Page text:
Gloomy outlook for global recovery, World Economic Forum survey finds By Reuters

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© Reuters. FILE PHOTO: A helicopter flies over the ski resort during the 50th annual meeting of the World Economic Forum (WEF) in Davos, Switzerland January 23, 2020. REUTERS / Denis Balibouse

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By Carolyn Cohn

LONDON (Reuters) – Only one in ten members of the World Economic Forum polled expects the global recovery to accelerate in the next three years, according to a survey of nearly 1,000 business, government leaders and academics, with only one in six optimistic about the global outlook.

Climate change was rated as the number one danger by those interviewed in WEF’s annual risk report on Tuesday, as erosion of social cohesion, livelihood crises and deteriorating mental health have were identified as the risks that had increased the most since the start of the COVID-19 pandemic. .

“World leaders must come together and take a coordinated, multi-stakeholder approach to tackle relentless global challenges and build resilience ahead of the next crisis,” said Saadia Zahidi, WEF Executive Director.

Extreme weather conditions were seen as the world’s greatest risk in the short term and a failure of climate action in the medium to long term – two to ten years, according to the survey.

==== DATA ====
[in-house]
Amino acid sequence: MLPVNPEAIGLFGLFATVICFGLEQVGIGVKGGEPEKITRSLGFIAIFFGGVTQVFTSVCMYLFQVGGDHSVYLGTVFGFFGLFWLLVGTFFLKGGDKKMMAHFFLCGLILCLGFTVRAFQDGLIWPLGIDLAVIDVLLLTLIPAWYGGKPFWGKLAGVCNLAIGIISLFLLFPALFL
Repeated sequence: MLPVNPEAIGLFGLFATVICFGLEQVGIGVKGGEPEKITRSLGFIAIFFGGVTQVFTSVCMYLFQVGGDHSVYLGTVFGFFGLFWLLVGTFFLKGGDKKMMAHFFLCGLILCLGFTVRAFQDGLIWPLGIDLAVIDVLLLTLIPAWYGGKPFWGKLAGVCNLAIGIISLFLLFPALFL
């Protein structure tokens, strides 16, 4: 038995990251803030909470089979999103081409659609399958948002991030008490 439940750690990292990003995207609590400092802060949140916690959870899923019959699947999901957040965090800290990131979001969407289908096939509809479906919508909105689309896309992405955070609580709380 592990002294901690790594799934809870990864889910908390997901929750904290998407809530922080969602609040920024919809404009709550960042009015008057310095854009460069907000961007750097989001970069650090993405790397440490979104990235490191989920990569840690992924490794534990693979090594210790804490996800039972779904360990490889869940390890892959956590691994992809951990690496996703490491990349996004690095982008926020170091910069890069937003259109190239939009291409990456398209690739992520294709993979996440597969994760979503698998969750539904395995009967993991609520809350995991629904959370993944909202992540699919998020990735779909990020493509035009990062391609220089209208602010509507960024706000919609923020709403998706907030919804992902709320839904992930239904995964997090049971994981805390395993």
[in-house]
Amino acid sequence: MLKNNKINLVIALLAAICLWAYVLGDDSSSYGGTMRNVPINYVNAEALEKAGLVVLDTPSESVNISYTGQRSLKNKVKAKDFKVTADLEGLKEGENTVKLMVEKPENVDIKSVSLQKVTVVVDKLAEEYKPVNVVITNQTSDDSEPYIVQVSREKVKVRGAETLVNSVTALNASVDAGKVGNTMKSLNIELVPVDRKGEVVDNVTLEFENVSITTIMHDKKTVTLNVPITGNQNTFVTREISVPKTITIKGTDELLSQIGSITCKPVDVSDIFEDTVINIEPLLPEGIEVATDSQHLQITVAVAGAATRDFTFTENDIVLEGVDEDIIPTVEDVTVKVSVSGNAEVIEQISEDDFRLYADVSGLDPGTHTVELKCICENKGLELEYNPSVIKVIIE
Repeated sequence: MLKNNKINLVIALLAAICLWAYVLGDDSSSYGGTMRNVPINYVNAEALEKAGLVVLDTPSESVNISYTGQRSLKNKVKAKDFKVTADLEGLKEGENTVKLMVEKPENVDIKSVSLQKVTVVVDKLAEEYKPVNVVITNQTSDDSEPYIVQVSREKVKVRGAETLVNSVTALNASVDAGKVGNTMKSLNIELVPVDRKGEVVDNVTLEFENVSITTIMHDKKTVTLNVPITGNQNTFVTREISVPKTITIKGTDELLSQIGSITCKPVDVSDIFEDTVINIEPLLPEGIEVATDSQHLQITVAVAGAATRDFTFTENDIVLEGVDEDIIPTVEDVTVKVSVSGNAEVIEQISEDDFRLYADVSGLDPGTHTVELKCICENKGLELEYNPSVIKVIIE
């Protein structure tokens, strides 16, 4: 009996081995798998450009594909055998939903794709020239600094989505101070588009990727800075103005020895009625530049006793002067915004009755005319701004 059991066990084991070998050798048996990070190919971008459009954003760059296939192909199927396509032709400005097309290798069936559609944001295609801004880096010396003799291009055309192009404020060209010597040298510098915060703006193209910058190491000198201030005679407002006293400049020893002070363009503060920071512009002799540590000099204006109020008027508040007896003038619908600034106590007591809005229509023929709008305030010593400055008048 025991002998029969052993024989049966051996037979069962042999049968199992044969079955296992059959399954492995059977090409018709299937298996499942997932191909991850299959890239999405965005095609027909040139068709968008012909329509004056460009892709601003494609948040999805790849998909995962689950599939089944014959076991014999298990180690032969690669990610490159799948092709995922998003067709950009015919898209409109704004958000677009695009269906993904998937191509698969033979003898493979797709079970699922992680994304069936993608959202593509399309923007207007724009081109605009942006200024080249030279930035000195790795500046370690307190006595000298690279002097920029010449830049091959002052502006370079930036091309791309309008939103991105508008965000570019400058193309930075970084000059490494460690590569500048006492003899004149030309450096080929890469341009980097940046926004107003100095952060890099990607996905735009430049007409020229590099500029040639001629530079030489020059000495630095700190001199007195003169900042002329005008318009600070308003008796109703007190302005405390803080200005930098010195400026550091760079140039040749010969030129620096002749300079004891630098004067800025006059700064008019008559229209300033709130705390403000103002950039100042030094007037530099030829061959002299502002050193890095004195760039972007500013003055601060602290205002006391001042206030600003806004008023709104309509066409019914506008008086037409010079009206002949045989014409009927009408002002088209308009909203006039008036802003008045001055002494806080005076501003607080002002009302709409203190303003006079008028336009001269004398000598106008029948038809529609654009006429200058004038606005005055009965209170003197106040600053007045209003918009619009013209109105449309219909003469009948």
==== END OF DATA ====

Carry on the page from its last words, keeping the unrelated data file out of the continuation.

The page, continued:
The deal reached at the UN climate conference COP26 in November last year was widely applauded for keeping the outlook for a global warming cap at 1.5 degrees Celsius, but many of the nearly 200 countries had wanted to leave the Glasgow conference with more.

We are already seeing that climate change contributes to more extreme weather events.

“Failure to act on climate change could reduce global GDP by one sixth and the commitments made at COP26 are still not sufficient to reach the target of 1.5 (degree Celsius)”, Peter Giger, director of Group risks at Zurich Insurance, which helped compile the report, said.

The WEF report also highlights four areas of emerging risk – cybersecurity, disorderly climate transition, migratory pressures and competition in space.

The prospect of 70,000 satellite launches in the coming decades, in addition to space tourism, increases the risk of collisions and increased debris in space, in a lack of regulation.

“Who rules space? Said Carolina Klint, head of risk management for continental Europe at insurance broker Marsh, who also helped produce the report.

The report is published each year prior to the WEF annual meeting in Davos. However, the Geneva-based WEF last month postponed the event from January to mid-2022 due to the spread of the coronavirus variant Omicron.

The report was produced in collaboration with Zurich, Marsh McLennan (NYSE 🙂 and the South Korean group SK, the universities of Oxford and Pennsylvania, and the National University of Singapore.

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